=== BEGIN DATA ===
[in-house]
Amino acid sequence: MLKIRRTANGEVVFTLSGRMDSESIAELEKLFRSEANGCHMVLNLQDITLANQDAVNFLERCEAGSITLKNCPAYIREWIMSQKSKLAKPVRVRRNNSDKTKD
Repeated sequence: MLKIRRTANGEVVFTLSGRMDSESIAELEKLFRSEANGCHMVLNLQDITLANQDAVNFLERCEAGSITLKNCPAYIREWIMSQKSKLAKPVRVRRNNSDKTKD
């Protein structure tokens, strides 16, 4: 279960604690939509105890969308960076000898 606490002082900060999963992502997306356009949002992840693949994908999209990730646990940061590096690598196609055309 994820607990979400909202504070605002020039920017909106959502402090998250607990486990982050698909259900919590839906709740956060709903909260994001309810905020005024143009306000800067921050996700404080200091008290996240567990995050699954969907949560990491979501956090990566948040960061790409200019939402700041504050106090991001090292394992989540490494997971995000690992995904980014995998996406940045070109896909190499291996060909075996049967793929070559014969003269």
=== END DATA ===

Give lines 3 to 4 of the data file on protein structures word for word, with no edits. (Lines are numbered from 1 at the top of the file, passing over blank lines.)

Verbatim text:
Repeated sequence: MLKIRRTANGEVVFTLSGRMDSESIAELEKLFRSEANGCHMVLNLQDITLANQDAVNFLERCEAGSITLKNCPAYIREWIMSQKSKLAKPVRVRRNNSDKTKD
């Protein structure tokens, strides 16, 4: 279960604690939509105890969308960076000898 606490002082900060999963992502997306356009949002992840693949994908999209990730646990940061590096690598196609055309 994820607990979400909202504070605002020039920017909106959502402090998250607990486990982050698909259900919590839906709740956060709903909260994001309810905020005024143009306000800067921050996700404080200091008290996240567990995050699954969907949560990491979501956090990566948040960061790409200019939402700041504050106090991001090292394992989540490494997971995000690992995904980014995998996406940045070109896909190499291996060909075996049967793929070559014969003269």